VIDEO: 'Historic Moment' as Seabed Nodules Collected and Lifted to Production Vessel Using 4 km Riser

Wednesday, October 12, 2022

The Metals Company (TMC) said Wednesday it had collected an initial batch of seafloor polymetallic nodules, and transported them up a 4km-long riser system to the surface in the Clarion Clipperton Zone of the Pacific Ocean.

TMC, the explorer of what it says is the world’s largest estimated undeveloped source of critical battery metals, said the move was a historic one, representing the first integrated system test conducted in the area since the 1970s.

"Having successfully completed at-sea construction of the riser system and its integration with the flexible jumper hose and pilot nodule collector vehicle, the dedicated team of 130 crew and engineers aboard the Hidden Gem started initial nodule collection runs, driving the pilot collector 147 meters in one hour on a pre-determined path and collecting 14 tonnes of nodules. 

"From inside the collector, nodules were channeled to the jumper hose and into the riser where they were lifted on compressed air in a 12-minute-trip from seafloor to the Hidden Gem [vessel], where the return water was discharged to the midwater column at depth. To date on the current campaign, the collector vehicle has successfully been test-driven approximately 18.1km within NORI-D," TMC said.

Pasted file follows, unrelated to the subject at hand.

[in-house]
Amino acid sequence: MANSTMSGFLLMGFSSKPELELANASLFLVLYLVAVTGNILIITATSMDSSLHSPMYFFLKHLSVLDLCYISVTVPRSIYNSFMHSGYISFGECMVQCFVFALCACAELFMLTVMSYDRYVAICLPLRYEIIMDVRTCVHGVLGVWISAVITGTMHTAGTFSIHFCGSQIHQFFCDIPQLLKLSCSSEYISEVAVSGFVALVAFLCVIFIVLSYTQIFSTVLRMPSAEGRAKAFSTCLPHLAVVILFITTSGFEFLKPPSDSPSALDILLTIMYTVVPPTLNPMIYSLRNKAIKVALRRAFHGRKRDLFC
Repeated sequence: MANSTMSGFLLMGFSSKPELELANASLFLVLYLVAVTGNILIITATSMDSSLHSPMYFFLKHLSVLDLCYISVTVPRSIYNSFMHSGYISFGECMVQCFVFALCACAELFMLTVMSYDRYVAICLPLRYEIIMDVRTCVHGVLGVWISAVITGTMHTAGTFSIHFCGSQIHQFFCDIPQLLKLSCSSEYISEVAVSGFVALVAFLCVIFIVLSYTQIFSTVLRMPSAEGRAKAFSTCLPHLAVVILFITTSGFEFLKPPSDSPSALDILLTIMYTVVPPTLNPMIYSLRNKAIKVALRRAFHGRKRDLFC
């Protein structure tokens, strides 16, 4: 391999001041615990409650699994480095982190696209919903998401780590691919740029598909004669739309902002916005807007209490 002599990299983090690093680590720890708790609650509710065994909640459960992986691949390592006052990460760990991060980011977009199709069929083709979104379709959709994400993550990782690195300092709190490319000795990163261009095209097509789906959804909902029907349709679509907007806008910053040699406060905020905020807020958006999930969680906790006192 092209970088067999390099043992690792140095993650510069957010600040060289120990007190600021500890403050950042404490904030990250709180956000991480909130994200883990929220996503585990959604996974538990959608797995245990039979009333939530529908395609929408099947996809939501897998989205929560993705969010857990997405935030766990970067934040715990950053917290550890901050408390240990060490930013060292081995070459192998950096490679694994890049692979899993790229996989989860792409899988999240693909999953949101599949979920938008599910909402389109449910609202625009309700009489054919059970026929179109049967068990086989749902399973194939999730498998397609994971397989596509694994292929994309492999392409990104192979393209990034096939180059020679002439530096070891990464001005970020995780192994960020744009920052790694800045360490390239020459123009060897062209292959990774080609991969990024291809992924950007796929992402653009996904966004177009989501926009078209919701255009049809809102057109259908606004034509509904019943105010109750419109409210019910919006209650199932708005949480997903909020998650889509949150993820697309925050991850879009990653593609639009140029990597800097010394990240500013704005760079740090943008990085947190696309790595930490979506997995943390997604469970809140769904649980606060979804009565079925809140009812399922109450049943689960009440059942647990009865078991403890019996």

Gerard Barron, CEO & Chairman of The Metals Company, said: “With the first nodules making their way from seafloor to surface using an integrated pilot collection system, we find ourselves at a historic moment in the development of this industry. Once again, our strategic partner Allseas have shown why they’re the best in the business when it comes to pioneering offshore engineering and operations. This is just the beginning, and we look forward to sharing more news as the trials and impact monitoring continue this quarter.”The Allseas-designed pilot nodule collector awaits deployment from the Launch and Recovery System (LARS) installed aboard the Hidden Gem. Credit: TMC

Upon completion of the trials, which require the coordination of 250 people across three vessels, the research teams will undertake post-collection surveys to compare the status of the environment before and after the test, TMC said.

The data collected, together with many terabytes of existing baseline data collected by TMC's subsidiary NORI throughout 16 offshore campaigns, will form the basis of NORI’s application to the International Seabed Authority for an exploitation contract, which the company expects to submit in the second half of 2023.


Categories: Energy Vehicle News Geoscience Subsea Activity Seabed Seabed Mining Marine Minerals

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